British troops launch anti-Taliban op in Helmand
Kabul: British and Afghan troops on Friday
launched a military operation to secure a transport route in
Afghanistan's southern province of Helmand, one of the most
volatile theatres of the nine-year war.
The operation began in Sayedebad town in Nad Ali, a
district bordering Marjah, where US Marines in February
launched one of the biggest operations of the nearly nine-year
Britain's defence ministry said Operation Tor Shezada, or
"black prince", would improve security in Marjah by securing a
transportation route between the two areas that would
"increase freedom of movement for locals".
The offensive involved the 1st Battalion, The Duke Of
Lancaster's Regiment, the statement said, without giving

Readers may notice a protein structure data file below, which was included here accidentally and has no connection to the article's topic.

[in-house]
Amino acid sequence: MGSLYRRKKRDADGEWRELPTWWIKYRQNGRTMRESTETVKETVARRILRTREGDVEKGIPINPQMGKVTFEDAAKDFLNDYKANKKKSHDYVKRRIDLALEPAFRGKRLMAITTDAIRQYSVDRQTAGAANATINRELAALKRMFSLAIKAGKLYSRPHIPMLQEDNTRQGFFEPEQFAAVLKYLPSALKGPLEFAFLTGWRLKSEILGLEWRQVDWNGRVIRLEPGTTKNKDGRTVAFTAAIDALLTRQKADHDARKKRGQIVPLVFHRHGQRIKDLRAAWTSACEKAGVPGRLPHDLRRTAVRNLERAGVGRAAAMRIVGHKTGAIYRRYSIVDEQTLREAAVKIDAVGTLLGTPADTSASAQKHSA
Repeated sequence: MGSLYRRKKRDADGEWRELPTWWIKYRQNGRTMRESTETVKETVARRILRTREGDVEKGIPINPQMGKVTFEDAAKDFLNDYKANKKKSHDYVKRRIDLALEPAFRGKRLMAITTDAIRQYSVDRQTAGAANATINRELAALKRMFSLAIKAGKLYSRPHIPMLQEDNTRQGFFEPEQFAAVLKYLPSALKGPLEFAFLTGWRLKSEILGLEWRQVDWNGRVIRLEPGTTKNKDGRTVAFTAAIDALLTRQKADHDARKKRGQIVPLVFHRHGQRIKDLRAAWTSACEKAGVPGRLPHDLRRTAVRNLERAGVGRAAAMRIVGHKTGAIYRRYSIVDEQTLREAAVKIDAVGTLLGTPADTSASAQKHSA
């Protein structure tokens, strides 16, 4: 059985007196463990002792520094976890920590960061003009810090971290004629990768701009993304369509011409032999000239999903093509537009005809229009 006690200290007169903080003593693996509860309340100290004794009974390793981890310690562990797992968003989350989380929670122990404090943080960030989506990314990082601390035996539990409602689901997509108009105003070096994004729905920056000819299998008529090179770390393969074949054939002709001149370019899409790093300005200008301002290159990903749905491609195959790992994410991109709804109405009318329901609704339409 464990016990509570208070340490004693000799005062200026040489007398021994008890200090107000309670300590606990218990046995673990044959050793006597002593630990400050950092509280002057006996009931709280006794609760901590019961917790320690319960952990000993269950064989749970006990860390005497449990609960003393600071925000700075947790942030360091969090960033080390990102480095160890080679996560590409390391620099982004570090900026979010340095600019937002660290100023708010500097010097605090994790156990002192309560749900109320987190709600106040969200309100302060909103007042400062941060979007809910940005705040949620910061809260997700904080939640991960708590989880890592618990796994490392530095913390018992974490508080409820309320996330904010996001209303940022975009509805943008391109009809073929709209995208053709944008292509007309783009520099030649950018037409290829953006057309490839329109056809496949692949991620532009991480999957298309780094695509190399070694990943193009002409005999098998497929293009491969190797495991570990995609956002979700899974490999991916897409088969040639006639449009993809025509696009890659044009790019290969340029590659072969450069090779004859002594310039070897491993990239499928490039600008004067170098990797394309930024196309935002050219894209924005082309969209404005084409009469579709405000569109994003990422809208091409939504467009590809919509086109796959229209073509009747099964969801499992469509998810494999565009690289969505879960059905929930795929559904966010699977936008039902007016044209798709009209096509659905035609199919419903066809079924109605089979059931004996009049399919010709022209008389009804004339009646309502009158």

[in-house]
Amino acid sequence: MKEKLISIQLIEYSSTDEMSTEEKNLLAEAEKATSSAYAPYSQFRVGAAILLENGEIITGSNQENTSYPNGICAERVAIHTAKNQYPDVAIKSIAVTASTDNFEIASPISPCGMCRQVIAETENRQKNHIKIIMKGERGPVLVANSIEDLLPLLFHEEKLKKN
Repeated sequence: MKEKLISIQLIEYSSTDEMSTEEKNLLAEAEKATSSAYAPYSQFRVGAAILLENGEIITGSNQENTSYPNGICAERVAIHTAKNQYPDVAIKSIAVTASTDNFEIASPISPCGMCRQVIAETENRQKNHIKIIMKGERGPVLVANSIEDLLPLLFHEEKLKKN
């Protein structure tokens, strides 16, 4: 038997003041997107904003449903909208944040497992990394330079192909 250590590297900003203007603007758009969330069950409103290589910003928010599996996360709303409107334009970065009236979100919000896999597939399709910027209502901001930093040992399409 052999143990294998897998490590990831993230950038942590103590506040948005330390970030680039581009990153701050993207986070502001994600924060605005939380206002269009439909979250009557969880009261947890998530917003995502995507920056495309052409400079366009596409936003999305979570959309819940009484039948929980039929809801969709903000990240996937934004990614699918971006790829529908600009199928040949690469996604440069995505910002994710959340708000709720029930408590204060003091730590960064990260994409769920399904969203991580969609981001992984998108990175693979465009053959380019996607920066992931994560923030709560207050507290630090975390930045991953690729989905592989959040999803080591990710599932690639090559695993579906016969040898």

further operational details.
It described Sayedebad as a town of 6,000 residents just
north of Marjah.
"The operation is currently ongoing and reports back from
the commanders on the ground say it is progressing according
to plan," Lieutenant Colonel James Carr-Smith, spokesman for
Task Force Helmand, was quoted as saying.
Similar to the aims of the Marjah offensive, Tor Shezada
is aimed at driving Taliban from the area so that government
control can be re-established, to be followed by development
projects such as schools, clinics and markets, the statement
NATO and the United States have close to 150,000 troops
in the country, with 30,000 deployed in the Taliban's southern
heartland in Helmand and Kandahar provinces.
Britain has around 10,000 troops in Helmand and a recent
reorganisation of southern deployments has seen up to 20,000
US troops, mostly Marines, move into the province, taking over
some regions from the British.